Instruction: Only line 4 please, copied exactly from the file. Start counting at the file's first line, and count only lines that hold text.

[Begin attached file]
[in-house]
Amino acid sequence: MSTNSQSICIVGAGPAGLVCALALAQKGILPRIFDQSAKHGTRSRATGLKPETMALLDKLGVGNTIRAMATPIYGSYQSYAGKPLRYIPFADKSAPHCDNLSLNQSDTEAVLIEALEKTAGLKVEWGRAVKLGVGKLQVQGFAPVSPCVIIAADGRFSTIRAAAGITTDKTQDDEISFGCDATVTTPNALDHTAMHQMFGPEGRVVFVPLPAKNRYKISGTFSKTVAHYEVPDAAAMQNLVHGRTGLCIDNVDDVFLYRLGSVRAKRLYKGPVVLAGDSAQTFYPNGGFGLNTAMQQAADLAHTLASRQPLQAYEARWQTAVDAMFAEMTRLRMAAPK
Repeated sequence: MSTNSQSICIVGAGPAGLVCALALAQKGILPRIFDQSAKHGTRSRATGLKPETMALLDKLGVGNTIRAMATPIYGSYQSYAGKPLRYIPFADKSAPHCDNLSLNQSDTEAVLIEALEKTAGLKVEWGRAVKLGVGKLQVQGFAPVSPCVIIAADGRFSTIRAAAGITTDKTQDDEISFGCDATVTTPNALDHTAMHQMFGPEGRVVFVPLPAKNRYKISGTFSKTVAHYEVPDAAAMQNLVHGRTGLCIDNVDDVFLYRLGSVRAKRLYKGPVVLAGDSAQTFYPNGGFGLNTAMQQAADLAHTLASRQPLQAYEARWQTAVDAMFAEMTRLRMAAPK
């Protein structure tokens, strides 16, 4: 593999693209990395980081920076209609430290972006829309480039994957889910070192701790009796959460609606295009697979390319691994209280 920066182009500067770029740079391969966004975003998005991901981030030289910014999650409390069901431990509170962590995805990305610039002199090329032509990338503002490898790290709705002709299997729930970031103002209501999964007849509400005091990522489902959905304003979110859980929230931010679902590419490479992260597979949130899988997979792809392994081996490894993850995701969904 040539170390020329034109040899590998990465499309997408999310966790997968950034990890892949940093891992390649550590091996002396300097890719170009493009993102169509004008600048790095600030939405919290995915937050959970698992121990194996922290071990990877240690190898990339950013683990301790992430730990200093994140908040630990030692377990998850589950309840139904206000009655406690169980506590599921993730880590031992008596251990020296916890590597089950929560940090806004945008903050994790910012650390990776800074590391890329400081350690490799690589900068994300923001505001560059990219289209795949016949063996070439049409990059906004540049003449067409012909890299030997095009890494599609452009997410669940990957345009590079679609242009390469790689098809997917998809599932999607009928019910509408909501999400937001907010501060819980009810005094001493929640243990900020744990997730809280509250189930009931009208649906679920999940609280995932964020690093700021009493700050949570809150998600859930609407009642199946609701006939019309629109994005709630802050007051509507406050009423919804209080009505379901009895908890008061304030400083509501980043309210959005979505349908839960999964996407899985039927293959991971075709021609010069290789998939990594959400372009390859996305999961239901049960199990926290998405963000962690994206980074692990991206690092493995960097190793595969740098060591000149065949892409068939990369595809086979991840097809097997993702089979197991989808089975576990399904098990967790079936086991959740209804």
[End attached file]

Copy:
């Protein structure tokens, strides 16, 4: 593999693209990395980081920076209609430290972006829309480039994957889910070192701790009796959460609606295009697979390319691994209280 920066182009500067770029740079391969966004975003998005991901981030030289910014999650409390069901431990509170962590995805990305610039002199090329032509990338503002490898790290709705002709299997729930970031103002209501999964007849509400005091990522489902959905304003979110859980929230931010679902590419490479992260597979949130899988997979792809392994081996490894993850995701969904 040539170390020329034109040899590998990465499309997408999310966790997968950034990890892949940093891992390649550590091996002396300097890719170009493009993102169509004008600048790095600030939405919290995915937050959970698992121990194996922290071990990877240690190898990339950013683990301790992430730990200093994140908040630990030692377990998850589950309840139904206000009655406690169980506590599921993730880590031992008596251990020296916890590597089950929560940090806004945008903050994790910012650390990776800074590391890329400081350690490799690589900068994300923001505001560059990219289209795949016949063996070439049409990059906004540049003449067409012909890299030997095009890494599609452009997410669940990957345009590079679609242009390469790689098809997917998809599932999607009928019910509408909501999400937001907010501060819980009810005094001493929640243990900020744990997730809280509250189930009931009208649906679920999940609280995932964020690093700021009493700050949570809150998600859930609407009642199946609701006939019309629109994005709630802050007051509507406050009423919804209080009505379901009895908890008061304030400083509501980043309210959005979505349908839960999964996407899985039927293959991971075709021609010069290789998939990594959400372009390859996305999961239901049960199990926290998405963000962690994206980074692990991206690092493995960097190793595969740098060591000149065949892409068939990369595809086979991840097809097997993702089979197991989808089975576990399904098990967790079936086991959740209804």